The province or archbishopric of Canterbury covered all England and Wales except for the northern counties in the four dioceses of the archbishopric of York (York, Durham, Chester and Carlisle). Marriage licences were generally issued by the local dioceses, but above them was the jurisdiction of the archbishop, exercised through his vicar-general. Where the prospective bride and groom were from different dioceses it would be expected that they obtain a licence from the archbishop; in practice, the archbishop residing at Lambeth, and the actual offices of the province being in London, which was itself split into myriad ecclesiastical jurisdictions, and spilled into adjoining dioceses, this facility was particularly resorted to by couples from London and the home counties, although there are quite a few entries referring to parties from further afield. The abstracts of the allegations given here usually state name, address (street in London, or parish), age, and condition of bride and groom; and sometimes the name, address and occupation of the friend or relative filing the occupation. Where parental consent was necessary, a mother's or father's name may be given. The ages shown should be treated with caution; ages above 21 tended to be reduced, doubtless for cosmetic reasons; ages under 21 tended to be increased, particularly to avoid requiring parental consent; a simple statement 'aged 21' may merely mean 'of full age' and indicate any age from 21 upwards. These are merely allegations to obtain licences; although nearly all will have resulted in the issuing of the licence, many licences did not then result in marriage.

COLLMAN. Cost: £4.00. Add to basket

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Allegations for marriages in southern England
 (1679-1687)
Allegations for marriages in southern England (1687-1694)
The province or archbishopric of Canterbury covered all England and Wales except for the northern counties in the four dioceses of the archbishopric of York (York, Durham, Chester and Carlisle). Marriage licences were generally issued by the local dioceses, but above them was the jurisdiction of the archbishop, exercised through his vicar-general. Where the prospective bride and groom were from different dioceses it would be expected that they obtain a licence from the archbishop; in practice, the archbishop residing at Lambeth, and the actual offices of the province being in London, which was itself split into myriad ecclesiastical jurisdictions, and spilled into adjoining dioceses, this facility was particularly resorted to by couples from London and the home counties, although there are quite a few entries referring to parties from further afield. The abstracts of the allegations given here usually state name, address (street in London, or parish), age, and condition of bride and groom; and sometimes the name, address and occupation of the friend or relative filing the allegation. Where parental consent was necessary, a mother's or father's name may be given. The ages shown should be treated with caution; ages above 21 tended to be reduced, doubtless for cosmetic reasons; ages under 21 tended to be increased, particularly to avoid requiring parental consent; a simple statement 'aged 21' may merely mean 'of full age' and indicate any age from 21 upwards. These are merely allegations to obtain licences; although nearly all will have resulted in the issuing of the licence, many licences did not then result in marriage.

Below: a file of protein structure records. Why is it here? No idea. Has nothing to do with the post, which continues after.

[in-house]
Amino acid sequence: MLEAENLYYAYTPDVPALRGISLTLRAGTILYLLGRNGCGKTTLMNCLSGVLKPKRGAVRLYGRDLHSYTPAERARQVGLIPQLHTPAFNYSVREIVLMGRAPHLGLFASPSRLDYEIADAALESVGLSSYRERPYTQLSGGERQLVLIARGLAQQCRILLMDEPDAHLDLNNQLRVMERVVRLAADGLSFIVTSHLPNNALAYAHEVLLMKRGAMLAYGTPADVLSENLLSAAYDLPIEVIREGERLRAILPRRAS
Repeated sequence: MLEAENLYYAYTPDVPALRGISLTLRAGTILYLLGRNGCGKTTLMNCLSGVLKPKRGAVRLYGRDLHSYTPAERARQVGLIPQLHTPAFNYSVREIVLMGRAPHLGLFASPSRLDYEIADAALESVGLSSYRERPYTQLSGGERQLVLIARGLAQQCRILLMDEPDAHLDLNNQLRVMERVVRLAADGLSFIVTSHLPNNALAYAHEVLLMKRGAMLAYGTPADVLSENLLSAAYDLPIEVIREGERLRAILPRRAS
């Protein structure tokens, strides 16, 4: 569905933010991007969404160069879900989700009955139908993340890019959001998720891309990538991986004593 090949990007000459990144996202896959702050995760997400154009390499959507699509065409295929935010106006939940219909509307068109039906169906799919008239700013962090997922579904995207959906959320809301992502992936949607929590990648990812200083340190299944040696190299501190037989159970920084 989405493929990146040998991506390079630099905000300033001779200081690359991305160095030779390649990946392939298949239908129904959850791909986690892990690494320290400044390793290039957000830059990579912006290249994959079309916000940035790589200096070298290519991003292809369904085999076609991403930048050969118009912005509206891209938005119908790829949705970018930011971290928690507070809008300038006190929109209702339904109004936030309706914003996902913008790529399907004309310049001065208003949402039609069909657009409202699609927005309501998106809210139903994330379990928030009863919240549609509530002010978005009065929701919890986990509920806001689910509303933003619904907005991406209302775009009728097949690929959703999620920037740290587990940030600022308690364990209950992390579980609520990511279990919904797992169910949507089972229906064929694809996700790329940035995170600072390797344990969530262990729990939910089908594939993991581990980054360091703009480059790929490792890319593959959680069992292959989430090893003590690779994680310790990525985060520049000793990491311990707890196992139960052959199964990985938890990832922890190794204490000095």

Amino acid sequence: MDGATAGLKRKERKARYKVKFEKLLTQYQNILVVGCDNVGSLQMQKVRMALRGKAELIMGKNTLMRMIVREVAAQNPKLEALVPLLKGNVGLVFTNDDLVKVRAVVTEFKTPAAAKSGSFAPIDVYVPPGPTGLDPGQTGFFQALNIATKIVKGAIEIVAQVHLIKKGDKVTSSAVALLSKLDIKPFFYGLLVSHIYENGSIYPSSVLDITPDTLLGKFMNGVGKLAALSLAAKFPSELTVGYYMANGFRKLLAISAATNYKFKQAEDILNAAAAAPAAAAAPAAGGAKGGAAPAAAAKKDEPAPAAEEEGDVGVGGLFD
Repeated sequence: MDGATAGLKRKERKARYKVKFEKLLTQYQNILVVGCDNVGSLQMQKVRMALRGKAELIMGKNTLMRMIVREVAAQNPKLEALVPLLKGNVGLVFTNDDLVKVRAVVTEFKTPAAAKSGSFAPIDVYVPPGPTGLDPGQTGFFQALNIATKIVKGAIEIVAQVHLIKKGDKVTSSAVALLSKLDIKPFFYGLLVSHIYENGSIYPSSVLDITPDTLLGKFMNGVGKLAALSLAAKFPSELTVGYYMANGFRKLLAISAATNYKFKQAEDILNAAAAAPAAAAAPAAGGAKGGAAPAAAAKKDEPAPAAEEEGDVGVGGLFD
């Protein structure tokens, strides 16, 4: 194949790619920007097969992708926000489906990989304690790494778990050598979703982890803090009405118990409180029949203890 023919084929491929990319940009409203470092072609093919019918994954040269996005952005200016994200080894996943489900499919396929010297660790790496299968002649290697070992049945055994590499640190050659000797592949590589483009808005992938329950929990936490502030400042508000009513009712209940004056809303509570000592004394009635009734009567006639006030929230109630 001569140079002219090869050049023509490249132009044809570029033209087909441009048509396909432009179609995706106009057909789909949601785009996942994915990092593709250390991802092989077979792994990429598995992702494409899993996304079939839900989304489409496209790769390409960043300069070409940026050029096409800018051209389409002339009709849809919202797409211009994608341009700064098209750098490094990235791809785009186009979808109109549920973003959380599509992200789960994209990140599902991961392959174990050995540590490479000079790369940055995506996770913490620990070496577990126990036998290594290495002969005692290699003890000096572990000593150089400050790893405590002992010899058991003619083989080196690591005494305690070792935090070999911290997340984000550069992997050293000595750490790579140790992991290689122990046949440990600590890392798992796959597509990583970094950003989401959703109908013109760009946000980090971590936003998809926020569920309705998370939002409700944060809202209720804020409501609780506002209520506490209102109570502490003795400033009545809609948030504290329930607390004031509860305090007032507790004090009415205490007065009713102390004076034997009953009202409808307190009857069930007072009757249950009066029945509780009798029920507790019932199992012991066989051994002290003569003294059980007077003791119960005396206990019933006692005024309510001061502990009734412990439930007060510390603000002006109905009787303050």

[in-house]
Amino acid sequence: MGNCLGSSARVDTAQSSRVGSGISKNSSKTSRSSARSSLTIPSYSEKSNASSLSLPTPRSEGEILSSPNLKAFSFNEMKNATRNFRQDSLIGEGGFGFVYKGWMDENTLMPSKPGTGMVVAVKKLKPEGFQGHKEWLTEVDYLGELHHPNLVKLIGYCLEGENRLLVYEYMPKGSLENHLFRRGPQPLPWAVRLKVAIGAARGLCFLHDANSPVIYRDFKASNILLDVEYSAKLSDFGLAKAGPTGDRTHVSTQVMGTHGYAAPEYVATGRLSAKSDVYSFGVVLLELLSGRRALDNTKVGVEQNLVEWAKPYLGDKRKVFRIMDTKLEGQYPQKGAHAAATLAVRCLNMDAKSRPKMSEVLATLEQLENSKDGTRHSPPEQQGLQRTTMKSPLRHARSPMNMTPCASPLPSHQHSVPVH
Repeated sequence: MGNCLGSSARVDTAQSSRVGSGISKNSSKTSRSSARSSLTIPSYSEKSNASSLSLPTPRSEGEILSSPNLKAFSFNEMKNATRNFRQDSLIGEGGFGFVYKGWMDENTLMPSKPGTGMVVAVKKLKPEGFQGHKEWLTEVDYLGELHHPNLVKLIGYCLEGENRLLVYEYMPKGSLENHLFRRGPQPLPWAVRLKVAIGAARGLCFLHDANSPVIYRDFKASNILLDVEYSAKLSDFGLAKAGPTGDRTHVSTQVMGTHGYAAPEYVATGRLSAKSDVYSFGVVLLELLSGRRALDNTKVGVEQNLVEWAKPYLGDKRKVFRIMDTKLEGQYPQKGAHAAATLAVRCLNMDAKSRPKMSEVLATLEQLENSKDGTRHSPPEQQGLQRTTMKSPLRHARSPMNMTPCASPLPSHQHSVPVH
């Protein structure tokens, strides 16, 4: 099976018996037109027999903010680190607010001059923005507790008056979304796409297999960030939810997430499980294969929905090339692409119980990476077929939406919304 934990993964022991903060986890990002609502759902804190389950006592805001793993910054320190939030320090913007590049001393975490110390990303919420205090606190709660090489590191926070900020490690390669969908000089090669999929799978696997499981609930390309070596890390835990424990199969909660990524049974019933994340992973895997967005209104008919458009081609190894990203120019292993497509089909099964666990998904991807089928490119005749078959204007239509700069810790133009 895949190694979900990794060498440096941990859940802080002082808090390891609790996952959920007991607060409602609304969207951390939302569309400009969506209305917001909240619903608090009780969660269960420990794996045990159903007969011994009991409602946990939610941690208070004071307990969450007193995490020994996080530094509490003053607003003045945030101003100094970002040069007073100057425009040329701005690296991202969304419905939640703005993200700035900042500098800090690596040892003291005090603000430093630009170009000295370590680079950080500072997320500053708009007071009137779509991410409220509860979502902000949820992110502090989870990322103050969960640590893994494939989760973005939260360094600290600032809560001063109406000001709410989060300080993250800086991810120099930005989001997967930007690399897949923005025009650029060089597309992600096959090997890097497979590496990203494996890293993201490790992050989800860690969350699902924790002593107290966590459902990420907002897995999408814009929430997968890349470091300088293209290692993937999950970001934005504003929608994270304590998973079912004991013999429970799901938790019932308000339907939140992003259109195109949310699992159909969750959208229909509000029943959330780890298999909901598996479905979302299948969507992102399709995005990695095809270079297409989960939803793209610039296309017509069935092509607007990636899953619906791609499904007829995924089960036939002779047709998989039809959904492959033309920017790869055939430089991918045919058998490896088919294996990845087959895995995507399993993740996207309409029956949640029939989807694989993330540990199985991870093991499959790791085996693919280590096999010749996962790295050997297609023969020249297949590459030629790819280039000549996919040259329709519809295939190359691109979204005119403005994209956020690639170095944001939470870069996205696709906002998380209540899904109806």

COLLMAN. Cost: £4.00. Add to basket

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Allegations for marriages in southern England
 (1687-1694)
National ArchivesMasters of Apprentices registered in Suffolk (1719-1721)
Apprenticeship indentures and clerks' articles were subject to a 6d or 12d per pound stamp duty: the registers of the payments usually give the master's trade, address, and occupation, and the apprentice's father's name and address, as well as details of the date and length of the apprenticeship. There are central registers for collections of the stamp duty in London, as well as returns from collectors in the provinces. These collectors generally received duty just from their own county, but sometimes from further afield. Because of the delay before some collectors made their returns, this register includes indentures and articles from as early as 1718. (The sample entry shown on this scan is taken from a Norfolk return)

COLLMAN. Cost: £8.00. Add to basket

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Masters of Apprentices registered in Suffolk
 (1719-1721)